“I’m not going to do that. No one’s going to get hurt here.” Behind him he can hear Steve’s pained breathing, hear him trying to control it. “Why don’t you tell me your name? I’m Danny.”

“I said get away from him,” she snarls, taking another step forward and pointing the gun down at Steve. Danny moves without thought, falling back and dropping to one knee between her and Steve.

“Does this have something to do with the bank robbery?” He doesn’t have to see the flash of rage in her eyes to know he’s right; no one was actively gunning for Steve when he left. “He was your boyfriend?”

“He was my husband, you bastard!” She lunges forward, and Danny feels Steve grab his arm from behind and try to pull him away; he resists. She stops two yards from him, hands shaking. She’s crying now, silent tears of pain and frustration running down her cheeks making her voice crack. “He was my husband, and McGarrett shot him down like a dog. He wouldn’t’ve hurt anyone – he never would’ve hurt anyone. He just needed the cash. McGarrett shot him for a fistful of bread.”

“You know that’s not true, Joan,” begins Steve in a tight, catching voice, but has to stop to cough.

“Joan? Is that your name?” Danny leaves his arms spread in a peaceful open stance, but keeps balanced on his knees and toes. She doesn’t acknowledge him. “You know why your husband did what he did, Joan – I can’t pretend to understand that. But I know Steve McGarrett. And I know he would never fire on a man except to protect someone else. He would do anything to prevent violence, no matter the justification for it.”

She wipes the tears from her face with the back of her hand before taking a double-handed hold of the revolver again. “Then you tell me why Lyle’s dead! You tell me that. Because I know Lyle, and I know he’d never hurt anyone.”

Danny keeps his voice mild and his posture relaxed – don’t argue; never argue. “People don’t always think straight, especially when they’re under pressure. They get scared, and they get desperate, and sometimes they do things they don’t mean to. Things they’d never do ordinarily. And people are never under pressure as much as when they think they’re cornered. It’s not a good situation, and sometimes things go wrong.”

“So it’s all Lyle’s fault! He got caught, got cornered and threatened by the pigs, and he made a mistake – so he died. How nice and tidy. So sorry McGarrett was put out by having to deal with him!” She tries to aim around Danny again; he moves between the revolver and Steve. “Move.”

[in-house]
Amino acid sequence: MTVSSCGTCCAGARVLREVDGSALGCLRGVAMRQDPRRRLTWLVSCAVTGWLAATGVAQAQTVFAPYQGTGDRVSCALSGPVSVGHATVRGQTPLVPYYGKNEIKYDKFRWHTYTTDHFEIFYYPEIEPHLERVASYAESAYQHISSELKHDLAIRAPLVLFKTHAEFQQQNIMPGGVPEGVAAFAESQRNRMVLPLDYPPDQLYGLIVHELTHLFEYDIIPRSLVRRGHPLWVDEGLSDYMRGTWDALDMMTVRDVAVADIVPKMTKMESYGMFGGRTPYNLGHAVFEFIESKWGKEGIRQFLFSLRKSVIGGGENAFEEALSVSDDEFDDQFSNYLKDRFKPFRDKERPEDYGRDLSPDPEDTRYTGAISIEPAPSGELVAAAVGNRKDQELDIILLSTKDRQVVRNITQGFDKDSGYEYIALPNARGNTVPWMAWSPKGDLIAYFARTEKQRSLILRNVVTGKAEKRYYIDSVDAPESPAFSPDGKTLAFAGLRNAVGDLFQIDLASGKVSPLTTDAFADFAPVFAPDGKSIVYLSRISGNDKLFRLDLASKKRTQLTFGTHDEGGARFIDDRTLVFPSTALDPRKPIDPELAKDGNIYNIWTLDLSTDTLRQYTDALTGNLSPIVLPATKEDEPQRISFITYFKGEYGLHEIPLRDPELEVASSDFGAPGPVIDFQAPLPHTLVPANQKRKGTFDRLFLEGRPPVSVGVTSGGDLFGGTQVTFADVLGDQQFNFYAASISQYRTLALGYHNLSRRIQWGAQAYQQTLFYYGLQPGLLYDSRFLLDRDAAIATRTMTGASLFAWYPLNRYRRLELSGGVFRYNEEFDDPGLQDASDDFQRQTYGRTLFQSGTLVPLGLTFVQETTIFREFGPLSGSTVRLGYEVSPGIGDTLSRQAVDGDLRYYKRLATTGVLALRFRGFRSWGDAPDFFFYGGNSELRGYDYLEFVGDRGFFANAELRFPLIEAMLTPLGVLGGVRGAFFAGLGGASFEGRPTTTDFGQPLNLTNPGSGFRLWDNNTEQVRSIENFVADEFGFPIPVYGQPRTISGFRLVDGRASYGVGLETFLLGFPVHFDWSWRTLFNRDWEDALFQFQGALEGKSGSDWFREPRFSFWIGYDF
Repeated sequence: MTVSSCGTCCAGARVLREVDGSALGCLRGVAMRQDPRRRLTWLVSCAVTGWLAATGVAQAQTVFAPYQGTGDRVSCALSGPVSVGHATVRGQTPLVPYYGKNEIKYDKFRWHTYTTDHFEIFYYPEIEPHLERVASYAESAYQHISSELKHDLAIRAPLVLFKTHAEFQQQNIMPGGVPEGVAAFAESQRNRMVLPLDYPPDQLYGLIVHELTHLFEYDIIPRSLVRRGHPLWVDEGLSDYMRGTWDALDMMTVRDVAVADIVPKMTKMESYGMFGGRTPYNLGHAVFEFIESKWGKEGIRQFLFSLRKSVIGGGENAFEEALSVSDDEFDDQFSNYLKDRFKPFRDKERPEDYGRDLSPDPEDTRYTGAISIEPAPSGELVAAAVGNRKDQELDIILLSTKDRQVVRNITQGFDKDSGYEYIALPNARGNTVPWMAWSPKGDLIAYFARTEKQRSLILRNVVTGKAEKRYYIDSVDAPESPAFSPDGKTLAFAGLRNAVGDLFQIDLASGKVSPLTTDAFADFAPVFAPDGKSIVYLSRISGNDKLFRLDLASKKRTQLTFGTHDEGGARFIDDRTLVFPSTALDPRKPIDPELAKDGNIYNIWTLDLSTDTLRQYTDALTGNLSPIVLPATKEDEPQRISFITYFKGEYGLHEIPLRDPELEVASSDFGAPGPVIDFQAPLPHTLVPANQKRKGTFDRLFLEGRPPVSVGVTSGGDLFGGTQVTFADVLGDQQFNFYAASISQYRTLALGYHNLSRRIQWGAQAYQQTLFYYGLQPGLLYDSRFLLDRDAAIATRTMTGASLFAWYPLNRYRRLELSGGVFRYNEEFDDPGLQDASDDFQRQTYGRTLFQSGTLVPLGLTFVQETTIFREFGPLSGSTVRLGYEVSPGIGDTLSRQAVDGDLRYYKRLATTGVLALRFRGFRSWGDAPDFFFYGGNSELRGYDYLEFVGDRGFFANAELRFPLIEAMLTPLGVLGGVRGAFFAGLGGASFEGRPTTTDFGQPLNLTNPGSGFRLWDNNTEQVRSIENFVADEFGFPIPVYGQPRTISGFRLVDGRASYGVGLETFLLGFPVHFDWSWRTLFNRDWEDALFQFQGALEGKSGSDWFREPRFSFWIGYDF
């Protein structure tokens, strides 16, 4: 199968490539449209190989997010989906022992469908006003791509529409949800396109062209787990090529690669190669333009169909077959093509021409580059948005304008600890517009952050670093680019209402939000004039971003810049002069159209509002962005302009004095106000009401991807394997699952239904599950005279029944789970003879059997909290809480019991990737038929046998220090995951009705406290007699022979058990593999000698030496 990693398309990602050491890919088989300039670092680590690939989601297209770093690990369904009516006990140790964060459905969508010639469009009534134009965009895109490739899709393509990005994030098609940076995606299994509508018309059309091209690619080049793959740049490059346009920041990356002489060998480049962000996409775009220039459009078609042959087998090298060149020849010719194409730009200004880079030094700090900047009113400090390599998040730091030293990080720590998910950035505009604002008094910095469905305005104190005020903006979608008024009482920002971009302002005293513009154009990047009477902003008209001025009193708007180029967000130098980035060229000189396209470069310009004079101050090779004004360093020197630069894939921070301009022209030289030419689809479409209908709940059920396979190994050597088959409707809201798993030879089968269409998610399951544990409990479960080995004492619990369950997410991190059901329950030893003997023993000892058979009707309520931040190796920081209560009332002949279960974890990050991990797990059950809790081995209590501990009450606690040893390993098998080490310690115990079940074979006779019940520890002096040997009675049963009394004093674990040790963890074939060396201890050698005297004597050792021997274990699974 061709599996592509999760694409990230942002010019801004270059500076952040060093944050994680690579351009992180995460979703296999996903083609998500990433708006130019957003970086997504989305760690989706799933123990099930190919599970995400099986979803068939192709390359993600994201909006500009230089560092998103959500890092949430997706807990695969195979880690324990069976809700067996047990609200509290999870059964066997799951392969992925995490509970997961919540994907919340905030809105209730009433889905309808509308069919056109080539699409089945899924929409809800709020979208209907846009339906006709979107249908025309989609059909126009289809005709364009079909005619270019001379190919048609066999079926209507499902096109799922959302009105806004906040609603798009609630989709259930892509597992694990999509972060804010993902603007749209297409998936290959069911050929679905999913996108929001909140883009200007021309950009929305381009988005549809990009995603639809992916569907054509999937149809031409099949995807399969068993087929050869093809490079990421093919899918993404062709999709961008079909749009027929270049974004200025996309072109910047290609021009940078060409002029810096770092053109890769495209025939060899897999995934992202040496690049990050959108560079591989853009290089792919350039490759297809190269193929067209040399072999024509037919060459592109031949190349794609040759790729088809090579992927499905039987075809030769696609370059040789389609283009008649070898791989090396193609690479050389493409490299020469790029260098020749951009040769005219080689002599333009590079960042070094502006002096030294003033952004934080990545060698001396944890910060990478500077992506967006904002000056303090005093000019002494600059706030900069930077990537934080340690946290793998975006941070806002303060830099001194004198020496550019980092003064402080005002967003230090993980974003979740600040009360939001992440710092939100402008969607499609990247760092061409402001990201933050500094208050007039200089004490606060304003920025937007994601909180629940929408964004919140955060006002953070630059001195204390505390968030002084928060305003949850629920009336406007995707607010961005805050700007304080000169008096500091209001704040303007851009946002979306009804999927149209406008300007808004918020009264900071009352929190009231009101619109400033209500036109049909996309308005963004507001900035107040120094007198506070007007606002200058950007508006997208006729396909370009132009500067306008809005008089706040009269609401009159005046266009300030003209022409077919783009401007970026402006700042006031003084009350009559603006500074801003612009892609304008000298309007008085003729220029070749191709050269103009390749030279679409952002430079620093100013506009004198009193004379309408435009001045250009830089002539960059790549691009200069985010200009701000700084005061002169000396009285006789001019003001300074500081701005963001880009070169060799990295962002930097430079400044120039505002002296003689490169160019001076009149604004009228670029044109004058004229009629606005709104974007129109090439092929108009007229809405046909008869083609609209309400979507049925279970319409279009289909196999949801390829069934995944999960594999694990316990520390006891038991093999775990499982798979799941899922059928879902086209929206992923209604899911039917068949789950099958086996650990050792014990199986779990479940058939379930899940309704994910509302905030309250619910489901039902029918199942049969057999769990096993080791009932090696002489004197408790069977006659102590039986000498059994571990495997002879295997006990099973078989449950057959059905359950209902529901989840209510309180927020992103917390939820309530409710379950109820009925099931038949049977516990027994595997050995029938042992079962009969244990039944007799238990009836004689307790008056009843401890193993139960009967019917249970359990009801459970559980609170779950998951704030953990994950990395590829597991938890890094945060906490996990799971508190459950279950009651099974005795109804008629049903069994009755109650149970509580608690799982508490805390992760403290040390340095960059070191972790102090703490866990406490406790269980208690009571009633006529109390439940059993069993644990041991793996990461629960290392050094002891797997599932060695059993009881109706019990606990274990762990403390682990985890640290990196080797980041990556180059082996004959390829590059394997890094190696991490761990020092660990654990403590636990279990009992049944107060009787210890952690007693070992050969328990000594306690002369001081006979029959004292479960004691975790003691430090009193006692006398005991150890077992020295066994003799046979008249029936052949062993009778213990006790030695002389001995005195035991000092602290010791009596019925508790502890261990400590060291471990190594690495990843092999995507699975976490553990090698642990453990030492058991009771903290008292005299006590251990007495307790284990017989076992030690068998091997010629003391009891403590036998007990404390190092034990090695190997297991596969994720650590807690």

“You don’t want to hurt me, Joan. That tells me you don’t really want to do this. You’re not desperate enough. You know this is the wrong decision.” He gives her a careful, earnest look. “You can stop right now.”

She shakes her hair out of her face, hands trembling. “What the hell do you know, you little shoe-licker?”

“I know that six weeks ago, the woman I loved was murdered for no reason other than someone’s convenience. And when I caught him, the only thing that stopped me shoving the son-of-a-bitch who did it off a cliff was the fact that Steve McGarrett wanted me to be better than that.” Behind him, Steve gives a dry rasping cough.

“That’s enough, Danno. Get out of here and let me and this lady have a talk.” His voice is hoarse, roughened by the pain. Danny ignores him completely.

“Lyle wouldn’t want you to throw your life away, would he? Because that’s what you’re doing. What happened to him is a tragedy. Let’s not repeat it.” They’re the same words he told himself, over and over, six weeks ago. Somehow, when it’s not his life, not his tragedy, he can see the truth in them that wasn’t apparent when he needed them.

Joan shakes her head, chin sinking into her chest. “No. No no no. You’re trying to trick me. You’re trying to confuse me.” She looks up, tears streaming down her face again. “But tomorrow, Lyle will still be dead, and it will still be McGarrett who killed him.”

Danny looks at her imploringly. “Put the gun down, Joan. Just put it down. Please. As someone who was as confused as you – it’s the right thing. I didn’t know it at the time, or the next day, or the next month. But I know now. Even though she’s still dead, and he – he’s still alive.”

She bites her lip, eyes wide and wild. Slowly, cautiously, he rises to his feet with his hands still raised.

“Don’t become what you hate in Lyle’s name. Don’t make him into an excuse – he deserves more than that.” He takes a step towards her, and then another, eyes locked on to hers rather than the gun trembling in her grip. “Let’s stop the same thing happening again.”

He reaches out, and slips the gun gently from her hands. She stares down at it with a disbelieving expression, and then falls to her knees as the shock sets in. Danny uncocks the revolver and tucks it into his belt, then goes back to kneel beside Steve.

“You okay, Steve?” He puts a careful hand on Steve’s shoulder. Steve turns to look at him, smiling wanly.

“It’s good to have you back, Danno.”

Danny returns the bittersweet smile. “It’s good to be back.” He glances at Steve’s stiffly-held leg, and shakes himself back into the present. “I’ll go radio for an ambulance. Don’t move that leg.”

“I’ll be here,” replies Steve, with gruff humour.

Danny stands and goes back to help Joan to her feet. “Come with me, miss,” he says, kindly. “We’ve got to go make a couple calls.”

END